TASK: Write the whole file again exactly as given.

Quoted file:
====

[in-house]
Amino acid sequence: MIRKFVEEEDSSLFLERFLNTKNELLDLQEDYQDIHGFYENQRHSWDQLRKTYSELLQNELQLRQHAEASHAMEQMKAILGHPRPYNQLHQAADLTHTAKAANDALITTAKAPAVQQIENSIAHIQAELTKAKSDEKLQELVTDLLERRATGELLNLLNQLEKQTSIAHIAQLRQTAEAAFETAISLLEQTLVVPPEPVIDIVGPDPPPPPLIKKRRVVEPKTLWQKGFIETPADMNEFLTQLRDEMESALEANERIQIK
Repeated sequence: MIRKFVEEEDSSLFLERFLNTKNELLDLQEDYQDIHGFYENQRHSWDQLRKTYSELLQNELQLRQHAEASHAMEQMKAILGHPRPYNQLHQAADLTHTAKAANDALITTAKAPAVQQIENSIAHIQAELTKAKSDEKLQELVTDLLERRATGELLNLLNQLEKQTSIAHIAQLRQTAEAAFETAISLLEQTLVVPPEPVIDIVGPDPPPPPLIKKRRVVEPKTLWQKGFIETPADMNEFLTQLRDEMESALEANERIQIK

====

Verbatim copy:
[in-house]
Amino acid sequence: MIRKFVEEEDSSLFLERFLNTKNELLDLQEDYQDIHGFYENQRHSWDQLRKTYSELLQNELQLRQHAEASHAMEQMKAILGHPRPYNQLHQAADLTHTAKAANDALITTAKAPAVQQIENSIAHIQAELTKAKSDEKLQELVTDLLERRATGELLNLLNQLEKQTSIAHIAQLRQTAEAAFETAISLLEQTLVVPPEPVIDIVGPDPPPPPLIKKRRVVEPKTLWQKGFIETPADMNEFLTQLRDEMESALEANERIQIK
Repeated sequence: MIRKFVEEEDSSLFLERFLNTKNELLDLQEDYQDIHGFYENQRHSWDQLRKTYSELLQNELQLRQHAEASHAMEQMKAILGHPRPYNQLHQAADLTHTAKAANDALITTAKAPAVQQIENSIAHIQAELTKAKSDEKLQELVTDLLERRATGELLNLLNQLEKQTSIAHIAQLRQTAEAAFETAISLLEQTLVVPPEPVIDIVGPDPPPPPLIKKRRVVEPKTLWQKGFIETPADMNEFLTQLRDEMESALEANERIQIK